Border Crossing 1

water jpg

The border between Benin and Niger is the Niger River. It is about 400m wide and there is a separate Immigration post on each side of the river. Luggage examinations were held in the open with the locals watching all that went on.

Let me tell you how and why I got there.

I was supposed to fly into Niamey, the capital of Niger, from Parakou in Benin. The plane never arrived and as my trip was strategic I had to travel by local taxis. I was allowed to sit in the front seat and enjoyed the trip –  except that there was a hole in the side of the petrol tank of the taxi. The presence of the hole was not revealed in my contract of carriage, which was in fact only an urgently arranged verbal agreement. The driver was able to put in about 10 litres and then drove on until the fuel was about to run out, when another aliquot was added. So, having left about midday, we  staggered along arriving  at the border at dusk. The taxis had legal limits in which to take fares – one group was allowed to drive to the border, a second across the bridge; a third group was allowed to drive in Niger.

On the Beninois side Immigration ‘spot’ not everyone one was inspected – only one was, and I, maybe because of my distinctively different colour, was chosen. (sometimes bing a foreigner is a help, sometimes it’s not). My case, having been laid on the ground, was opened and I had to take out everything and place it on the ground. Every item was ‘oohed and ahhed’ by the watching crowd. There was no duty to be paid, so I repacked the case, got into a taxi, and arrived in Niger.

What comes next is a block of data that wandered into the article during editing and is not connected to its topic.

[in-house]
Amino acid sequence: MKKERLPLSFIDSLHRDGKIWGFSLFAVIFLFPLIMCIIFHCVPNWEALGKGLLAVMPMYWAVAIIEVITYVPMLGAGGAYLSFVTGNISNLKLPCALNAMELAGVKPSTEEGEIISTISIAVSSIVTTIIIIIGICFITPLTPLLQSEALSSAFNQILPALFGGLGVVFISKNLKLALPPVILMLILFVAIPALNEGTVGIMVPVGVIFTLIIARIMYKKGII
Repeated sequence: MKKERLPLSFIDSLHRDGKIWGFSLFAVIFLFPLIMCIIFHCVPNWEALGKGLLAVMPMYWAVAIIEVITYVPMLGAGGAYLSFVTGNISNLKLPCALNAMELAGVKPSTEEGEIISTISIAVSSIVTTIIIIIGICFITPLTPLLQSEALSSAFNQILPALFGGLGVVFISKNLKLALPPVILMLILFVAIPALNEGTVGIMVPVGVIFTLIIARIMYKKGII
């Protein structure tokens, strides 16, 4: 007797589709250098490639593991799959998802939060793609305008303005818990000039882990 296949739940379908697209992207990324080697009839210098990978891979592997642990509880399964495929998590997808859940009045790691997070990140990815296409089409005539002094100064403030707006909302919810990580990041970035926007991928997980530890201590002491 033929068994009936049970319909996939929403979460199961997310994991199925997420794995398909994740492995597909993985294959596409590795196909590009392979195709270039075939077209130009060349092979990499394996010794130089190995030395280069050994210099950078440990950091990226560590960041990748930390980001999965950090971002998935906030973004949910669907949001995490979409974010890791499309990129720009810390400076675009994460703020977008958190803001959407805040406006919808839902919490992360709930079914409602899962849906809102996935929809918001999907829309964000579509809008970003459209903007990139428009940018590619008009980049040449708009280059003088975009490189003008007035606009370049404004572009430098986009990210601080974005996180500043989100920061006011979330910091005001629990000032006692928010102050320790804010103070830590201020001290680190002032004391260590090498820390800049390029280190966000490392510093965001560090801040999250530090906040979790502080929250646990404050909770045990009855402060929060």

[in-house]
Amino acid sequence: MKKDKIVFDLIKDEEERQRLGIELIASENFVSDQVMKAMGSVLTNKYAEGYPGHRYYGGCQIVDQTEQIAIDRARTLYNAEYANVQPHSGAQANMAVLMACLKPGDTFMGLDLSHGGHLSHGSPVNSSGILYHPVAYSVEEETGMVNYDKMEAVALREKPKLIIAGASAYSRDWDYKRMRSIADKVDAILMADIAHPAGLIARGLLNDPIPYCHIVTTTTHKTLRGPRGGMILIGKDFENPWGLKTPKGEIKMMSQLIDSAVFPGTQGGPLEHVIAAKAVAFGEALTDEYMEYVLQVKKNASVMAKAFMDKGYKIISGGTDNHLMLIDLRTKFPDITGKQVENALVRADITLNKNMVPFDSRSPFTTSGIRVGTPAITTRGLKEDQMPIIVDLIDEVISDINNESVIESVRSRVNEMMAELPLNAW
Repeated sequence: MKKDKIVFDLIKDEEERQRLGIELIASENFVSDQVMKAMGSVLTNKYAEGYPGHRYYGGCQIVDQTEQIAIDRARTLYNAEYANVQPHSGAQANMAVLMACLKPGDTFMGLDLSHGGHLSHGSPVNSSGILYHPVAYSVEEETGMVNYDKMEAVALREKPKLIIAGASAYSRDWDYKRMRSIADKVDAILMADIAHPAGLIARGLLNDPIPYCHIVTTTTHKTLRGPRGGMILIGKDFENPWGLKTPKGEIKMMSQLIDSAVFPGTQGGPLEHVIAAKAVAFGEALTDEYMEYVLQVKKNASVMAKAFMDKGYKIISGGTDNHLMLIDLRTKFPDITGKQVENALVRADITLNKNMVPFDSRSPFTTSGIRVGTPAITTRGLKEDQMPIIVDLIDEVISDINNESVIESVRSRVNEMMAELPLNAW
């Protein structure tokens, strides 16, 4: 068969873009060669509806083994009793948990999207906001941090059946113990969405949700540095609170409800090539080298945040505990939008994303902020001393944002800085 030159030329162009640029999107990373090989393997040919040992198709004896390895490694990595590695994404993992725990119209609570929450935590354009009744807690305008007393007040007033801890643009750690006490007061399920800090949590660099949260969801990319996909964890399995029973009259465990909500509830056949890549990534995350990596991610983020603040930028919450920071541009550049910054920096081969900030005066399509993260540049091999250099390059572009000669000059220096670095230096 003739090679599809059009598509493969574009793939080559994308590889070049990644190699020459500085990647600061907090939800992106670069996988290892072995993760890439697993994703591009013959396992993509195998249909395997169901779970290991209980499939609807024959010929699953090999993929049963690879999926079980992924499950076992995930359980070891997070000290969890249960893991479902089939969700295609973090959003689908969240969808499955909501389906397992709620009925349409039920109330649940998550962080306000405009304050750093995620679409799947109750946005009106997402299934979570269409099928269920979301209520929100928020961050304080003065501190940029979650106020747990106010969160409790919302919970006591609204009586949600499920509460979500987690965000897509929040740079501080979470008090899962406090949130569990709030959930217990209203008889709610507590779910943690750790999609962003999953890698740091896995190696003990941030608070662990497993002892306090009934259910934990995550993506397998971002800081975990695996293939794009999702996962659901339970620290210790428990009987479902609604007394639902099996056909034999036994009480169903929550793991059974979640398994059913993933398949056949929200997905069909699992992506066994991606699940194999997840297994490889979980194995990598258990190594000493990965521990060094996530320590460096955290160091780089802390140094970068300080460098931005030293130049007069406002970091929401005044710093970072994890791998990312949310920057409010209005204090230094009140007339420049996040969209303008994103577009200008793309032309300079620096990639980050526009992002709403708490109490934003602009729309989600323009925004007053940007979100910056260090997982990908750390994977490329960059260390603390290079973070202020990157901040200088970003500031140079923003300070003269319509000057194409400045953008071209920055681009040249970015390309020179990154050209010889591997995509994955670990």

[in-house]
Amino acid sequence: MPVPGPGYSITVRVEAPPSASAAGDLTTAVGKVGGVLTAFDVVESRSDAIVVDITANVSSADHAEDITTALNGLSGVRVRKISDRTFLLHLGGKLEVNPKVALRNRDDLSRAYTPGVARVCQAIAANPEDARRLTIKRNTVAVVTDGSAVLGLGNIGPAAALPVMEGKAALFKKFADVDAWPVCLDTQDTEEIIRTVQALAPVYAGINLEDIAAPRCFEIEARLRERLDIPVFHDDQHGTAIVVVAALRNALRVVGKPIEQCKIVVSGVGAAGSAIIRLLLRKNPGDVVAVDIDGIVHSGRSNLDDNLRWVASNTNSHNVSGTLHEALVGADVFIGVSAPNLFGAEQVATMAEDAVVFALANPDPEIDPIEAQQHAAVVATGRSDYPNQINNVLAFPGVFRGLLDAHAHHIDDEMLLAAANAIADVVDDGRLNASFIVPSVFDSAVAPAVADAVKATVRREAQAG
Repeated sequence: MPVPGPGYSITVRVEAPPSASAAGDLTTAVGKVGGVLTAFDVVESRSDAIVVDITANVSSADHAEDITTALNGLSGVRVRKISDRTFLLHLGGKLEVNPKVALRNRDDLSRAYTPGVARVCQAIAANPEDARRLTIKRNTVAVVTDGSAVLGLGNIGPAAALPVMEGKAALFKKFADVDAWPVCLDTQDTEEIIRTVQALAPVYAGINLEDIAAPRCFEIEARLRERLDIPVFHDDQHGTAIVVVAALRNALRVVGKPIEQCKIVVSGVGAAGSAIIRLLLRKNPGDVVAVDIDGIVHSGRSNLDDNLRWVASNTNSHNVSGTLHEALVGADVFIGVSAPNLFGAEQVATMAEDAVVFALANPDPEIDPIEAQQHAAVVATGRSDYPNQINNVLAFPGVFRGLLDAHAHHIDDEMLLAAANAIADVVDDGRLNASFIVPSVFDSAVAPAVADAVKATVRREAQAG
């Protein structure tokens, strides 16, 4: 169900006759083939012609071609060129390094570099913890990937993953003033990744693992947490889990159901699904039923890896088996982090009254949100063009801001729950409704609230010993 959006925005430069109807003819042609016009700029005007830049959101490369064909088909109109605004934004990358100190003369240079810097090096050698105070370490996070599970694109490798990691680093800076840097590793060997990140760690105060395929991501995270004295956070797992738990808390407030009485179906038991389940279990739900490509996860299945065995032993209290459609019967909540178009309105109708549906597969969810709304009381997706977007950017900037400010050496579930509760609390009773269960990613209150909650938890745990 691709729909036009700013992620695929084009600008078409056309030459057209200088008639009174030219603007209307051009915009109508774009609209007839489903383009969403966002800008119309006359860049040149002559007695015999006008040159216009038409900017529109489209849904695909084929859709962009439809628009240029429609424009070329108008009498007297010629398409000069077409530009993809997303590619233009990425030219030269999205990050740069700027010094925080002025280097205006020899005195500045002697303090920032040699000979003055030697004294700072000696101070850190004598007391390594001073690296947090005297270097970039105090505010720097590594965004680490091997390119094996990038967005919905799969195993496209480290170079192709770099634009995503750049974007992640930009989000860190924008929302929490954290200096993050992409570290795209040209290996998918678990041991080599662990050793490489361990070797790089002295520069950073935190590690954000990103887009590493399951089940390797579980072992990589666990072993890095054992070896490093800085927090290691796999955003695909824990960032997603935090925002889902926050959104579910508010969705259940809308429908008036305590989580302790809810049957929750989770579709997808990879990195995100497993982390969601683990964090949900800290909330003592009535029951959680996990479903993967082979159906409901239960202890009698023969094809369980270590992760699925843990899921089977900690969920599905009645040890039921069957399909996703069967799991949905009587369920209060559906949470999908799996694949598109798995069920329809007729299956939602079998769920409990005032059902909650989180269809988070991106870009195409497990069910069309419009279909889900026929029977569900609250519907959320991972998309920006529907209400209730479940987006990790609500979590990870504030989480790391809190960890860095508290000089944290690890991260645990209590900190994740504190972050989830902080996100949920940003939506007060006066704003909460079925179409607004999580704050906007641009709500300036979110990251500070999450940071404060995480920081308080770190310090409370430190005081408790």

I think that you can guess what happened. The previous examination was replicated. Still there was no duty to be paid and I headed towards the next taxi area where there was only one taxi present. Approaching the driver, I asked how much to go to Niamey. Previously I had been told the cost was 1250CFA. He quoted 2500CFA, so I told him that I knew better. He told me that I was correct, but, pointing to a ramshackle place a few hundred metres away, told me that he was the last taxi going that night, and that I could choose that ‘hotel’ or pay the 2500. I chose the latter, was given a front seat again. We arrived about midnight. The place where I was to stay had given me up as a lost cause but found me a corner in which to bed down.

Benin 2

Dominic Cartier